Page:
With regard to the last, the book challenges the notion that the culture wars were a sideshow. Hartman invokes as the most influential recent statement of this view Thomas Frank's What's the Matter with Kansas, a book whose argument he summarizes as "religious conservatives often voted against their own economic interests due to their illogical obsession with the culture wars, to which Republican politicians cynically lent rhetorical support as they attended to more important matters, such as rewriting tax codes in favor of the rich." Frank's book is already a decade old (really?!), but even today one could look to religious freedom legislation and proposals to ban sharia from American law as an attempt to cloud issues rather than illuminate them. But Hartman soundly rejects that interpretation. "The history of America, for better and worse, is largely a history of debates about the idea of America." Since the days of the fierce contests between the aristocratic Federalists and the more more broadly-based Republicans, and leading through the rise of Jacksonian democracy, the Civil War, Populism, Social Darwinism, Prohibition, the Dawes Act, the Immigration Act of 1924, the Scopes Trial, McCarthyism and the civil rights movement, American politics has always carried a significant cultural component. The defining features of these disputes have been a cleavage of "us" and "them," and a corresponding dispute over the most basic commitments and priorities that should define the American nation. These debates are not peripheral to American political history, but central to any complete understanding of them.
If culture wars have characterized most of American history, though, then what is special about the period covered in the book? Hartman argues convincingly that what makes it different is the special role of the protest movements, anti-establishment ethos and loosening of cultural mores that we associate with the 1960s. This period "gave birth to a new America, a nation more open to new peoples, new ideas, new norms, and new, if conflicting, articulations of America itself." This was in contrast to the vision of what Hartman calls "normative America," a view he associates with those who found much to praise in the less tumultuous but more homogenous 1950s. In seeking to overturn the values of normative America, those who supported these "new articulations" found themselves at odds with those who cherished those values. The result, writes Hartman, was that "the sixties universalized fracture." The cultural skirmishes of the next several decades can thus best be understood as an continual debate, endlessly recast, over the meaning of that pivotal decade.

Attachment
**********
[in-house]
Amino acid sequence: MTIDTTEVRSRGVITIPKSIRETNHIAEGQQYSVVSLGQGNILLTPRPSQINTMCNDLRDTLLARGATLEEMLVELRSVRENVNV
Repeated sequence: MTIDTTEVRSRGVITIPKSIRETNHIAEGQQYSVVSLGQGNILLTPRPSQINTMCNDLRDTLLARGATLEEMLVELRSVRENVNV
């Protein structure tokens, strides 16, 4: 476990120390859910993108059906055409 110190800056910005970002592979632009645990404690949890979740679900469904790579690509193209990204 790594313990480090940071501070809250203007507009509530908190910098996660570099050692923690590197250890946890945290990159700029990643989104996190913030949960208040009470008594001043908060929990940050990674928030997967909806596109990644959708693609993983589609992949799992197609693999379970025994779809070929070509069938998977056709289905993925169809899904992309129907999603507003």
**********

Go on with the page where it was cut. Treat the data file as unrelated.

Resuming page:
On Monday, Hartman also published an excerpt from his book, which concentrates on the role that historians played in the culture wars. History, he argues, "was all the rage among late twentieth century Americans" even as "they disagreed fervently about how it should be represented." While conservatives sought to recapture a patriotic narrative by, for example, reimagining Vietnam as (in Ronald Reagan's words) "a noble cause," leftists like Howard Zinn and Gary Nash tried to draw more attention to the plight of those written out of conventional narratives and to tell the stories of those who had resisted American injustice. These competing visions of the American past motivated not only debates among professional historians, but also controversies involving Disney theme parks and Smithsonian exhibits.
Check out the Salon pieces. If they strike your fancy, read these two great books. I'd highly recommend them both.